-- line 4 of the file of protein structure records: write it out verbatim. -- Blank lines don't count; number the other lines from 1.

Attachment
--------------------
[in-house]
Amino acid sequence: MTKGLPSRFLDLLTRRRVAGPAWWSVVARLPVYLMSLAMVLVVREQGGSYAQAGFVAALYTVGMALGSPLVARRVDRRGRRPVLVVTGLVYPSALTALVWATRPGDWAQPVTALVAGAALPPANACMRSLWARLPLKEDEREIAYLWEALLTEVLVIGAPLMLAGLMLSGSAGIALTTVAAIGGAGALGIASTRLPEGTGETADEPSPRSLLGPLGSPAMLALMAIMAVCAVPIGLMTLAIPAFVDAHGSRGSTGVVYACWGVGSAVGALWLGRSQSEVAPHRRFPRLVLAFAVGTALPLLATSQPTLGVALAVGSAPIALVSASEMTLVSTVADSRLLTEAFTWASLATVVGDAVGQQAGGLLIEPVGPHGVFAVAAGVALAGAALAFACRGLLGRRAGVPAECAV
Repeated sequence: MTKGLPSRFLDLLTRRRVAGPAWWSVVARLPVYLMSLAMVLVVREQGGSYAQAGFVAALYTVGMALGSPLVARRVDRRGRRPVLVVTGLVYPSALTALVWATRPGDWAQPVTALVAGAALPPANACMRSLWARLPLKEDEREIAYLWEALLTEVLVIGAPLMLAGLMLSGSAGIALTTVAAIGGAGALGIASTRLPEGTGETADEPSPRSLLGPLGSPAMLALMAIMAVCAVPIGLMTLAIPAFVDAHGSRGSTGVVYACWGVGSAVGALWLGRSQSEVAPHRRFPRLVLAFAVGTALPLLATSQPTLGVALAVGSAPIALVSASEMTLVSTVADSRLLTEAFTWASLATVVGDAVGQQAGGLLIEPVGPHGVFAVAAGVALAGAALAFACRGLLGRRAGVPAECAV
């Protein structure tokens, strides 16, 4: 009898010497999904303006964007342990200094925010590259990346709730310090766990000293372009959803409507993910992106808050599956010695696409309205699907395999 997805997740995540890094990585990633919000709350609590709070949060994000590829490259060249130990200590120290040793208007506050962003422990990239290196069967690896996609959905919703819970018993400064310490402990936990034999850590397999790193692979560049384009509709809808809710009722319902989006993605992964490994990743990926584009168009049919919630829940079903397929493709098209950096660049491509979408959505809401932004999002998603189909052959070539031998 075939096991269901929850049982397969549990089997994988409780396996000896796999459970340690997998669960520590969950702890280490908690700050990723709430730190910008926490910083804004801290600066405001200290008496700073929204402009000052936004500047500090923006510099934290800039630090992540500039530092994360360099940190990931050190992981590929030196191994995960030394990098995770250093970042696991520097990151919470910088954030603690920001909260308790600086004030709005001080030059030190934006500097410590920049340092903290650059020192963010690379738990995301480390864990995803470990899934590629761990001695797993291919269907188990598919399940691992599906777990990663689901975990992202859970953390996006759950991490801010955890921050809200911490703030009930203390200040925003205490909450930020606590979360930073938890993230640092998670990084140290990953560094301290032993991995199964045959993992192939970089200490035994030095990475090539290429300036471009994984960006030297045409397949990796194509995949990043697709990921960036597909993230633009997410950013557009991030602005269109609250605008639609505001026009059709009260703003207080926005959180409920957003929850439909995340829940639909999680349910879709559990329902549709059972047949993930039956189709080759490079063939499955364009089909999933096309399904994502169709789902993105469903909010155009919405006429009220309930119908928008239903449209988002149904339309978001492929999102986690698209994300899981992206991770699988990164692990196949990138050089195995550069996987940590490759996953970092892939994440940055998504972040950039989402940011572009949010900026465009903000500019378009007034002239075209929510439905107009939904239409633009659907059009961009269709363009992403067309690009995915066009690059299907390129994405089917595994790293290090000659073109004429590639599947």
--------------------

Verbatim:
């Protein structure tokens, strides 16, 4: 009898010497999904303006964007342990200094925010590259990346709730310090766990000293372009959803409507993910992106808050599956010695696409309205699907395999 997805997740995540890094990585990633919000709350609590709070949060994000590829490259060249130990200590120290040793208007506050962003422990990239290196069967690896996609959905919703819970018993400064310490402990936990034999850590397999790193692979560049384009509709809808809710009722319902989006993605992964490994990743990926584009168009049919919630829940079903397929493709098209950096660049491509979408959505809401932004999002998603189909052959070539031998 075939096991269901929850049982397969549990089997994988409780396996000896796999459970340690997998669960520590969950702890280490908690700050990723709430730190910008926490910083804004801290600066405001200290008496700073929204402009000052936004500047500090923006510099934290800039630090992540500039530092994360360099940190990931050190992981590929030196191994995960030394990098995770250093970042696991520097990151919470910088954030603690920001909260308790600086004030709005001080030059030190934006500097410590920049340092903290650059020192963010690379738990995301480390864990995803470990899934590629761990001695797993291919269907188990598919399940691992599906777990990663689901975990992202859970953390996006759950991490801010955890921050809200911490703030009930203390200040925003205490909450930020606590979360930073938890993230640092998670990084140290990953560094301290032993991995199964045959993992192939970089200490035994030095990475090539290429300036471009994984960006030297045409397949990796194509995949990043697709990921960036597909993230633009997410950013557009991030602005269109609250605008639609505001026009059709009260703003207080926005959180409920957003929850439909995340829940639909999680349910879709559990329902549709059972047949993930039956189709080759490079063939499955364009089909999933096309399904994502169709789902993105469903909010155009919405006429009220309930119908928008239903449209988002149904339309978001492929999102986690698209994300899981992206991770699988990164692990196949990138050089195995550069996987940590490759996953970092892939994440940055998504972040950039989402940011572009949010900026465009903000500019378009007034002239075209929510439905107009939904239409633009659907059009961009269709363009992403067309690009995915066009690059299907390129994405089917595994790293290090000659073109004429590639599947």